Don't look now but he kids are playing baseball and softball in our area communities!

Wait? Kids are still going outside and playing?

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If this is you son or daughter's first taste of organized spots, this is for you. Being a baseball mom or dad is quite a responsibility and shouldn't be taken lightly.

My focus here is on the parents of kids, maybe 5 -12, who are playing little league or rec ball to learn a sport and get out and play with their friends.

The kids will do fine, it's the parents I worry about.

I read with interest a new rule in Deptford where parents who are caught harassing baseball umpires will be ordered to umpire three games themselves. Bravo!

Photo by Tyson Moultrie on Unsplash
Photo by Tyson Moultrie on Unsplash

When my kids were young I had the pleasure of coaching baseball, softball, and even a little basketball. Looking back, it was truly one of the joys of my life! Being around kids who were enthusiastic about learning, playing, and competing is fantastic.

These are some of the things I've learned by watching and experiencing. Yes, some of these have also been lessons I've learned through my own shortcomings as a parent.

1. Be supportive of your kids. At all times, Even when it's tough to do so. Even after their 12 straight strike out at the plate. Cheer them on, look for the positives. If they can't count on you to be in their corner, who can they count on?

2. Get your kid to their games and practices on time. Try to make every practice and every game. If you can't make it, let the coach know, ahead of time.

3. Trust in your coach. If he's not putting your kid at first base, there may be good reason. When I coached the little ones, I would hesitate to put kids in situations where they could get hurt. For example, if I was worried that a kid couldn't catch the ball - except with their face - I would probably not put them on first base.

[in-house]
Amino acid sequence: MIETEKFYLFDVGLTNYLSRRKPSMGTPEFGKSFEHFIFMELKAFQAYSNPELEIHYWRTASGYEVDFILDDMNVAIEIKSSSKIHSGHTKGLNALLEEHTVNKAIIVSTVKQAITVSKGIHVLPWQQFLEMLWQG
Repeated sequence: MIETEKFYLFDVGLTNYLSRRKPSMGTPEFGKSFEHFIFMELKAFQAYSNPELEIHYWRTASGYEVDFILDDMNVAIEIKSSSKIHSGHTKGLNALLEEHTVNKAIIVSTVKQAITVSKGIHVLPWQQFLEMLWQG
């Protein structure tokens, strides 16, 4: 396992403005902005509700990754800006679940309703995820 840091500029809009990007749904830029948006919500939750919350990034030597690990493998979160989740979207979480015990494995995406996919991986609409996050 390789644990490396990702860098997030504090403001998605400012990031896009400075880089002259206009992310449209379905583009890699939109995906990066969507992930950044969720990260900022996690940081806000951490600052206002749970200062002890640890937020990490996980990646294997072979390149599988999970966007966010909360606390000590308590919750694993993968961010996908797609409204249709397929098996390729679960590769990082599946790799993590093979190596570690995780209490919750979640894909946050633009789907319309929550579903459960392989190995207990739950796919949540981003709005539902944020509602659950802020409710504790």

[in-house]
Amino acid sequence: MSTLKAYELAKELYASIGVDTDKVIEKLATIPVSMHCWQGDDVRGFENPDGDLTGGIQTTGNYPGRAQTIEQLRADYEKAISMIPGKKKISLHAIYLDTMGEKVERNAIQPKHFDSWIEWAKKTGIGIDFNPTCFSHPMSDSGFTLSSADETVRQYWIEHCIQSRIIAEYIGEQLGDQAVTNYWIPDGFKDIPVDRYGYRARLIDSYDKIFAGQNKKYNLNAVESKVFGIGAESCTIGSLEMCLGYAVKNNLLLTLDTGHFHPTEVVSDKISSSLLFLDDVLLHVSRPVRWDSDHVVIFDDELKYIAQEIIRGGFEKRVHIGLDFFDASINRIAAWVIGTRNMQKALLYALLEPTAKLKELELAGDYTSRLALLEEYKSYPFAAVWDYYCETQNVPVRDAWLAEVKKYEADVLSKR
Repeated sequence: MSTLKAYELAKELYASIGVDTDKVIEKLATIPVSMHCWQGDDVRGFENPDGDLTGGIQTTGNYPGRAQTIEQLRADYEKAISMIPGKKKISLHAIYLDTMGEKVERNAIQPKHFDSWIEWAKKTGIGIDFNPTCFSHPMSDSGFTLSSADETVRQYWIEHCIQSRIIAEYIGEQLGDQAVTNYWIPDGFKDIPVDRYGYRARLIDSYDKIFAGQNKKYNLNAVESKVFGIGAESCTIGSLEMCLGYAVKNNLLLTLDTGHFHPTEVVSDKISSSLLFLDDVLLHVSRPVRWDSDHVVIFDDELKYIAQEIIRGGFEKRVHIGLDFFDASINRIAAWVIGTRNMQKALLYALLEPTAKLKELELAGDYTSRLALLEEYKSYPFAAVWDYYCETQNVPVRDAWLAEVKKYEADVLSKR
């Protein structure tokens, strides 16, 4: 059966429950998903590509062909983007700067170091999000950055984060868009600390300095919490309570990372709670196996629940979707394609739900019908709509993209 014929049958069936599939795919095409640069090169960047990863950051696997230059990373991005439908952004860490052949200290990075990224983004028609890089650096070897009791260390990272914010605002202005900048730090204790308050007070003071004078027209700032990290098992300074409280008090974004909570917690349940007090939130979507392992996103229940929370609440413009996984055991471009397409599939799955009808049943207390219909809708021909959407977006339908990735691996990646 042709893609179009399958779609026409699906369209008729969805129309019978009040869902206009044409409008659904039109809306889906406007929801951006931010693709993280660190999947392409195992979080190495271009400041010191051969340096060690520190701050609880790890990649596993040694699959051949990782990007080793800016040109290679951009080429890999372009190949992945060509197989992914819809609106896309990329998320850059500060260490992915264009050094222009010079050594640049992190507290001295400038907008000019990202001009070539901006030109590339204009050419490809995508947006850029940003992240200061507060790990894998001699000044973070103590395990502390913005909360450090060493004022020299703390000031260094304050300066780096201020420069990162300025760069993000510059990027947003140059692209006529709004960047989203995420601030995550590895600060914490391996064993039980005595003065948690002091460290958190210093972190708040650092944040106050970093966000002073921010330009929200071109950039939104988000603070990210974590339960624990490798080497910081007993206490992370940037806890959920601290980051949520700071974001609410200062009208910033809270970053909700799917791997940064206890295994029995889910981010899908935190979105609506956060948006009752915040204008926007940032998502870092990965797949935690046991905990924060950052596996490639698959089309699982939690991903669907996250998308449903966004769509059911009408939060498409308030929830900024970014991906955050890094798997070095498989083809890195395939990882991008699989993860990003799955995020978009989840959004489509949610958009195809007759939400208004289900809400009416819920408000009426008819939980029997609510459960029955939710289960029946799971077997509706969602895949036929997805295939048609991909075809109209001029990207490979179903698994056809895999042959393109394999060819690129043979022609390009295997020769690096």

4. Work with your son or daughter outside of practice and game times. Play catch with them, hit `em some grounders, go in the backyard and pitch to them. Help them get better and help them better understand the game. It will make the game more fun to them.

5. If your child expresses an interest in a specialized position such as pitching or catching, encourage it, but know they might need some additional specialize coaching. This doesn't have to  mean hundreds and thousands of dollars. Ask the coach for references of other coaches who may specialize in those areas. Reach out to your local high school baseball coach - he may have a player willing to meet with your son and give him some tips and basic instruction.

Photo by Jacob Rice on Unsplash
Photo by Jacob Rice on Unsplash

6. Offer to help your kid's coach whenever and wherever possible. If may not be on-the-field coaching. It may be helping set up the field, organizing parents, calling or phoning parents when necessary. Every little bit helps.

7. Never criticize the coach in front of kids or other parents. If you have a problem with the coach, ask to meet him or her away from the team and the parents. Never call out a coach - on either team - during a game.

8. Volunteer to be an umpire! OK, good luck with that, right? Well, at least be aware that umpires are people too, and take it easy on them.

9. Congratulate players on both teams. Be a good sport. Be a good example for your child.

10. Spring for ice cream after a game for the team! (And offer to take the kids so the coach can go home early one night.)

Kids sports should be fun for all - especially the kids.

Finally, a big shout out to all my of kids' coaches. You made a difference!

55 pro baseball players from NJ

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